September 5, 2007

This Post is Old!

The post you are reading is years old and may not represent my current views. I started blogging around the time I first began to study philosophy, age 17. In my view, the point of philosophy is to expose our beliefs to rational scrutiny so we can revise them and get better beliefs that are more likely to be true. That's what I've been up to all these years, and this blog has been part of that process. For my latest thoughts, please see the front page.

Washington Primary System Case to be Heard By Supreme Court

The Washington Primary System case has been accepted by the supreme court and is, in fact, the very first case on the Supreme Court docket for the upcoming season, which begins Monday October first. All the documents are now online (the newest ones are at the bottom), including the reply briefs by the Republican, Democratic, and Libertarian Parties, and amicus briefs by the California Democratic Party (the plaintiff in the most important precedent, regarding California's blanket primary, which resembled Washington's original blanket primary), and the Democratic National Committee. Summaries of the arguments of each brief follow:

  • The State of Washington argues that the primary system at issue is a non-partisan blanket primary, which the Jones decision (invalidating California's partisan blanket primary) described as constitutionally permissible. The only difference between the Washington system and the Jones system is that candidates are allowed to state their "party preference" on the ballot. The primary is nevertheless non-partisan because (a) "prefering" a party does not make a candidate that party's nominee; the system does not choose the party's nominee and (b) the candidates party preferences are for information only; they do not effect the election process. This makes the listing of party preferences constitutionally irrelevant. It is merely a piece of information which voters can use as they see fit or disregard.Furthermore, the legislation furthers the state's legitimate interest in providing an electoral system in which the voters can vote for whomever they please and candidates for the final election are chosen by the voters.
  • The Grange argues, in addition to echoing the State's arguments, that the First Amendment protects the individual's speech rights, and the case of a candidate wishing to say that he prefers a certain party is an issue of the candidate's right of free speech; the Parties' associational rights cannot be used to block the candidate's free speech rights, provided the candidate's speech doesn't constitute slander or purgery or something. Furthermore, the Grange argues, the Ninth Circuit violated the principles of separation of powers and of federalism. Separation of powers is violated by the Ninth's rewriting of the Washington statute: the statute says "candidate's preference" and the Ninth has rewritten this to say "party's nominee." Federalism is violated by the Ninth's attempt to force Washington to have a primary election system like the ones that other states have.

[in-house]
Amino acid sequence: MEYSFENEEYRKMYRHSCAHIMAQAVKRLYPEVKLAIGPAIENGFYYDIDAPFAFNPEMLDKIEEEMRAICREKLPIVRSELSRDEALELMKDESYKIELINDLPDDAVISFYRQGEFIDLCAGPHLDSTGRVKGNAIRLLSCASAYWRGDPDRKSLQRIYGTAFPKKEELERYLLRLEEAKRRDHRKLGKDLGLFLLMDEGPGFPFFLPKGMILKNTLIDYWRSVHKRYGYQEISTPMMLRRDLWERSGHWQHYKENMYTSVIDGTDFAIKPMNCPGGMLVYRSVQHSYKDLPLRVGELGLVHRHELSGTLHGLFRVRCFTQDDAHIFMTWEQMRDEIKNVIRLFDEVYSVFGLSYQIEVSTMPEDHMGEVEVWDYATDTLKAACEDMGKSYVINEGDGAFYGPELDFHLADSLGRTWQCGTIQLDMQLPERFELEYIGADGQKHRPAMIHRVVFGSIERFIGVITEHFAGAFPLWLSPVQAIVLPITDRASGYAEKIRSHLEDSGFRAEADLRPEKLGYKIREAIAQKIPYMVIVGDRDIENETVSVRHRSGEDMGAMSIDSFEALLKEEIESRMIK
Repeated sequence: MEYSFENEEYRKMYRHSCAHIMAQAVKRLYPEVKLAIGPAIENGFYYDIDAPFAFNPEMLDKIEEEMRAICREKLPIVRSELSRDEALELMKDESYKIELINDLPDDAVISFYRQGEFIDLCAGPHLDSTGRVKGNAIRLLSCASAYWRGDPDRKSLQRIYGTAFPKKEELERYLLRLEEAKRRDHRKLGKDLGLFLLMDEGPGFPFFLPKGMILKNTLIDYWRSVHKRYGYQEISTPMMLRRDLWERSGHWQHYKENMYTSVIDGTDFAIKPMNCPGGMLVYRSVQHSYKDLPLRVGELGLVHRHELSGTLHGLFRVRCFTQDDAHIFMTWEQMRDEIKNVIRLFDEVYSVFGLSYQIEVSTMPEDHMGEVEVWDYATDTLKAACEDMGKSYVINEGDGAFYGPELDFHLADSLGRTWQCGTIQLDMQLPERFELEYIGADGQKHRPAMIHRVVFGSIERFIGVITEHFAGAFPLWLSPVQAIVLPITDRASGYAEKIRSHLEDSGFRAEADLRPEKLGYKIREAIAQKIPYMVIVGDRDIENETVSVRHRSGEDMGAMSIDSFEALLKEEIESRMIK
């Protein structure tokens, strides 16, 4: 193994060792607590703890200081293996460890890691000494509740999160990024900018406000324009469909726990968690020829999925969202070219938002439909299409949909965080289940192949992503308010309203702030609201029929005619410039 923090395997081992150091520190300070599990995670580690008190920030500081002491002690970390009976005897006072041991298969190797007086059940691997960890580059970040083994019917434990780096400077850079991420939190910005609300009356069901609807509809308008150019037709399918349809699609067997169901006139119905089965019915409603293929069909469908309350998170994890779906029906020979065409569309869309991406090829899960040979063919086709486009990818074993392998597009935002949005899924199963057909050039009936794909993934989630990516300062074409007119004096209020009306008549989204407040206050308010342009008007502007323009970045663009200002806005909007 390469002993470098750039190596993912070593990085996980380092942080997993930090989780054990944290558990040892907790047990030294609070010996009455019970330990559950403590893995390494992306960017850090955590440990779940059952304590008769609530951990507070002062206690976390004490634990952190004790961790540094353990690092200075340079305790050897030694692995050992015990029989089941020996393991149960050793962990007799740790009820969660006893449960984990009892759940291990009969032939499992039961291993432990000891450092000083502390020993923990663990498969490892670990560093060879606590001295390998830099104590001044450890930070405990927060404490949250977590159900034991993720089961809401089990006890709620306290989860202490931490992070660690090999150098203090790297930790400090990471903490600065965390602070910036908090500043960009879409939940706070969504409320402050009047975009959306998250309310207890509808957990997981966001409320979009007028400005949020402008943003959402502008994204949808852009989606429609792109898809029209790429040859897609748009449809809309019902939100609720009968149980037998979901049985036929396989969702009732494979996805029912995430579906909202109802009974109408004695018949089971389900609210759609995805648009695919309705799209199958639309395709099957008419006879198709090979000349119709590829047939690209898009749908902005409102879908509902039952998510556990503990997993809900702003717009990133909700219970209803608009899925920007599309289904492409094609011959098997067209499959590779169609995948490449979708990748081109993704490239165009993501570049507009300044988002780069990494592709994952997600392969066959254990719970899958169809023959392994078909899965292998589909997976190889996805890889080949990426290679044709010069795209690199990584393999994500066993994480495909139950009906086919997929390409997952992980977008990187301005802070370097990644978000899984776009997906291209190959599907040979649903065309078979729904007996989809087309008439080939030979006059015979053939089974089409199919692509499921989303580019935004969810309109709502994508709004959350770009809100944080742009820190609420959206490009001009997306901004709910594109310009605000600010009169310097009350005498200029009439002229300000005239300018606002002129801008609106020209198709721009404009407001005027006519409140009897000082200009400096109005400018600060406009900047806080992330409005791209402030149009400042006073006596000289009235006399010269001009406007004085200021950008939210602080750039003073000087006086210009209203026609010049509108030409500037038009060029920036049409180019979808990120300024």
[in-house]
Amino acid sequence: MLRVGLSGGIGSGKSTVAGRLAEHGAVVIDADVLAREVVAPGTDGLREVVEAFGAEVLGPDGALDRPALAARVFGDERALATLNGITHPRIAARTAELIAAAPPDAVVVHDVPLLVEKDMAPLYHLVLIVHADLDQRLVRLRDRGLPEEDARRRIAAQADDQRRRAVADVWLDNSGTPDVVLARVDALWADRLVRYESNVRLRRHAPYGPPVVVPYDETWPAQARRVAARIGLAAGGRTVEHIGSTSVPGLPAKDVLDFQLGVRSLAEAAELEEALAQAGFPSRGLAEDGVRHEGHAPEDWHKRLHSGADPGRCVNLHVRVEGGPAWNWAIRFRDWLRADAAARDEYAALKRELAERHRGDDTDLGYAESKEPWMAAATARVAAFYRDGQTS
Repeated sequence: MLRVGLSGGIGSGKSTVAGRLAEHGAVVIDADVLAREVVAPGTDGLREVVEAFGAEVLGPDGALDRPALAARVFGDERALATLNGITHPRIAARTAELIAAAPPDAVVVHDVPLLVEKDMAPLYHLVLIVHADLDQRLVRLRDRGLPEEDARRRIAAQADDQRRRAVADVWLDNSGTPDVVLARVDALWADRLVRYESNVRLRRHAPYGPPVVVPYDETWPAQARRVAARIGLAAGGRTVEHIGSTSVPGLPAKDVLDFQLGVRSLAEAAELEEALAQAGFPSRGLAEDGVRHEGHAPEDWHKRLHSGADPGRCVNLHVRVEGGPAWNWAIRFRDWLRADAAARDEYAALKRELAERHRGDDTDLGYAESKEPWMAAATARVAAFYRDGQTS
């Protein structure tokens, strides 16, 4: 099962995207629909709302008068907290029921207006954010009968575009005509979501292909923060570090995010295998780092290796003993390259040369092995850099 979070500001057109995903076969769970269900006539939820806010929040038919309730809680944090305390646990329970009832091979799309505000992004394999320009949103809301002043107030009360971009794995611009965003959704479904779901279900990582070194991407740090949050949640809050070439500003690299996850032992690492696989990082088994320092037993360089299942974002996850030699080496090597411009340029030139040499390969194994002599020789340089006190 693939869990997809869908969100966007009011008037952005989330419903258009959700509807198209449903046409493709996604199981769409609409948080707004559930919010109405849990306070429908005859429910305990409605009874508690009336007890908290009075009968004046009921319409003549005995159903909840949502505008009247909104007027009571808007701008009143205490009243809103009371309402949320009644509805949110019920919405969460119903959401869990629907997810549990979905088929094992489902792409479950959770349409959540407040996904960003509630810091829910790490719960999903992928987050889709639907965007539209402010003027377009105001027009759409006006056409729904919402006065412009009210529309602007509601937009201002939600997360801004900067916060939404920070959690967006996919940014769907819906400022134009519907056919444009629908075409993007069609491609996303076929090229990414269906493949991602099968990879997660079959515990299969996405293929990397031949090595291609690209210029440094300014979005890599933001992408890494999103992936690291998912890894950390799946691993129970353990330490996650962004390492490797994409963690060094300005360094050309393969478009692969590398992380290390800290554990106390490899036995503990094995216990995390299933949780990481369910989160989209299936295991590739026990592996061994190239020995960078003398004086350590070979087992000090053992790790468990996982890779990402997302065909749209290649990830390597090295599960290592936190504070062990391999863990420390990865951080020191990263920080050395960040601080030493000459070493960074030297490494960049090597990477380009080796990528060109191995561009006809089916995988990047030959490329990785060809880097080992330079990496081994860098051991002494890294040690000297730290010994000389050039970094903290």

• In response, the Washington State Democratic Central Comittee argues that by dictating which candidate has (or which candidates have - there is a real possibility that there will be two under this system) the name "Democrat" attached to them in the final election, the state violates the Democratic Party's freedom of speech and association. Freedom of speech is (allegedly) violated because the candidate is the Democratic Party's chief mouth-piece. Freedom of association is (allegedly) violated because putting the name Democrat on the candidate (allegedly) forms an association between the candidate and the Party, and the Party did not consent to this. The Democrats conclude that "the state has not removed itself from the party nominating process - it has removed the parties from the party nominating process."
  • The Washington State Republican Party argues, in addition to echoing the Democrats' arguments, that the new system "reduces the party's right to nominate to the right to endorse." (One wonders what the "right to nominate" is; in the arguments before the district court, the parties acknowledged that a non-partisan primary system was constitutionally permissible, so they can't claim that they have a "right to nominate" if "nominate" means "select a candidate to appear on the final election ballot. It may simply mean the right to control who uses their name on the ballot, in which case this just repeats all the other arguments.) Furthermore, they claim that the difference between the old system and the new system is "merely cosmetic" and therefore not constitutionally significant.
  • The Libertarian Party of Washington argues, in addition to echoing the Republicrats (yes, the Libertarians really are echoing the Republicrats here, and yes I'm extremely irritated with them), that the Libertarian Party is deprived of "reasonable ballot access" by the statute (despite the fact that anyone can vote in the primary, and it is very easy to get on the primary ballot). More interestingly, the Libertarian Party argues that the name Libertarian Party, a registered trademark, is "unlawfully converted to the state's own use." This I regard as probably true, within bounds. That is, the Libertarian Party may be able to rightfully use its trademark to limit the use of its name in a political context. The Libertarian Party further argues that, in combination with existing campaign finance laws, the statute "severely burdens [its] right to financially support its candidates." Finally, the Libertarian Party attempts to show that the rights of individuals, and not just parties, are violated in terms of effectively casting their vote and being able to associate with political parties. The latter claim is due to potential confusion about the boundaries of political parties.
  • The California Democratic Party brief has very little that is new when compared with the briefs of the other parties.
  • The Demoratic National Committee discusses possible difficulties in relation to the application of federal law, especially campaign finance laws, to these "unnofficial" candidates.